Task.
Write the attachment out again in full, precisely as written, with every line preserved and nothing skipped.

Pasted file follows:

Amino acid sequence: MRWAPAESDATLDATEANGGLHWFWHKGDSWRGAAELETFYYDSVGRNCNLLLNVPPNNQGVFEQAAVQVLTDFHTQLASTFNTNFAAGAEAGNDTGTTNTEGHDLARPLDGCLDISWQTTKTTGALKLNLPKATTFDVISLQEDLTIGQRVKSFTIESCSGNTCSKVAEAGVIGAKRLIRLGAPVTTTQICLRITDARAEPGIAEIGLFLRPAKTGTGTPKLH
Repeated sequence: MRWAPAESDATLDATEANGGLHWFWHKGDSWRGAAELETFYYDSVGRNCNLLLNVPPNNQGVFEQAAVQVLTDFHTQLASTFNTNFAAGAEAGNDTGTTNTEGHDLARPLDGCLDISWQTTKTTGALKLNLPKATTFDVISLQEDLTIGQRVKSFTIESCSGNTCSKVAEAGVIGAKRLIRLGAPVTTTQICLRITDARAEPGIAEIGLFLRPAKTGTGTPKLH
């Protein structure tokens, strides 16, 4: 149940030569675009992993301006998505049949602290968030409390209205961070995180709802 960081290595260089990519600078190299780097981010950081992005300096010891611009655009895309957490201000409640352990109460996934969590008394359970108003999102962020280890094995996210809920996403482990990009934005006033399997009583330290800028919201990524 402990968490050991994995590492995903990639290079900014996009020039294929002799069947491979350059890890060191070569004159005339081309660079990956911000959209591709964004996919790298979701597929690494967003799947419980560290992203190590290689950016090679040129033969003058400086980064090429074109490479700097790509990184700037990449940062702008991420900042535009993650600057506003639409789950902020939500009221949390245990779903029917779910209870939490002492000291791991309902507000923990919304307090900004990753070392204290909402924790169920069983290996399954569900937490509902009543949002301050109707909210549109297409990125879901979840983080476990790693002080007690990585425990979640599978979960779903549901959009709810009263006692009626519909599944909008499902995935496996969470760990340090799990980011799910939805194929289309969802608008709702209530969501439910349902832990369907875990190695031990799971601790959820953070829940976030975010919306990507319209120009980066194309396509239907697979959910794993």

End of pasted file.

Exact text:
Amino acid sequence: MRWAPAESDATLDATEANGGLHWFWHKGDSWRGAAELETFYYDSVGRNCNLLLNVPPNNQGVFEQAAVQVLTDFHTQLASTFNTNFAAGAEAGNDTGTTNTEGHDLARPLDGCLDISWQTTKTTGALKLNLPKATTFDVISLQEDLTIGQRVKSFTIESCSGNTCSKVAEAGVIGAKRLIRLGAPVTTTQICLRITDARAEPGIAEIGLFLRPAKTGTGTPKLH
Repeated sequence: MRWAPAESDATLDATEANGGLHWFWHKGDSWRGAAELETFYYDSVGRNCNLLLNVPPNNQGVFEQAAVQVLTDFHTQLASTFNTNFAAGAEAGNDTGTTNTEGHDLARPLDGCLDISWQTTKTTGALKLNLPKATTFDVISLQEDLTIGQRVKSFTIESCSGNTCSKVAEAGVIGAKRLIRLGAPVTTTQICLRITDARAEPGIAEIGLFLRPAKTGTGTPKLH
């Protein structure tokens, strides 16, 4: 149940030569675009992993301006998505049949602290968030409390209205961070995180709802 960081290595260089990519600078190299780097981010950081992005300096010891611009655009895309957490201000409640352990109460996934969590008394359970108003999102962020280890094995996210809920996403482990990009934005006033399997009583330290800028919201990524 402990968490050991994995590492995903990639290079900014996009020039294929002799069947491979350059890890060191070569004159005339081309660079990956911000959209591709964004996919790298979701597929690494967003799947419980560290992203190590290689950016090679040129033969003058400086980064090429074109490479700097790509990184700037990449940062702008991420900042535009993650600057506003639409789950902020939500009221949390245990779903029917779910209870939490002492000291791991309902507000923990919304307090900004990753070392204290909402924790169920069983290996399954569900937490509902009543949002301050109707909210549109297409990125879901979840983080476990790693002080007690990585425990979640599978979960779903549901959009709810009263006692009626519909599944909008499902995935496996969470760990340090799990980011799910939805194929289309969802608008709702209530969501439910349902832990369907875990190695031990799971601790959820953070829940976030975010919306990507319209120009980066194309396509239907697979959910794993």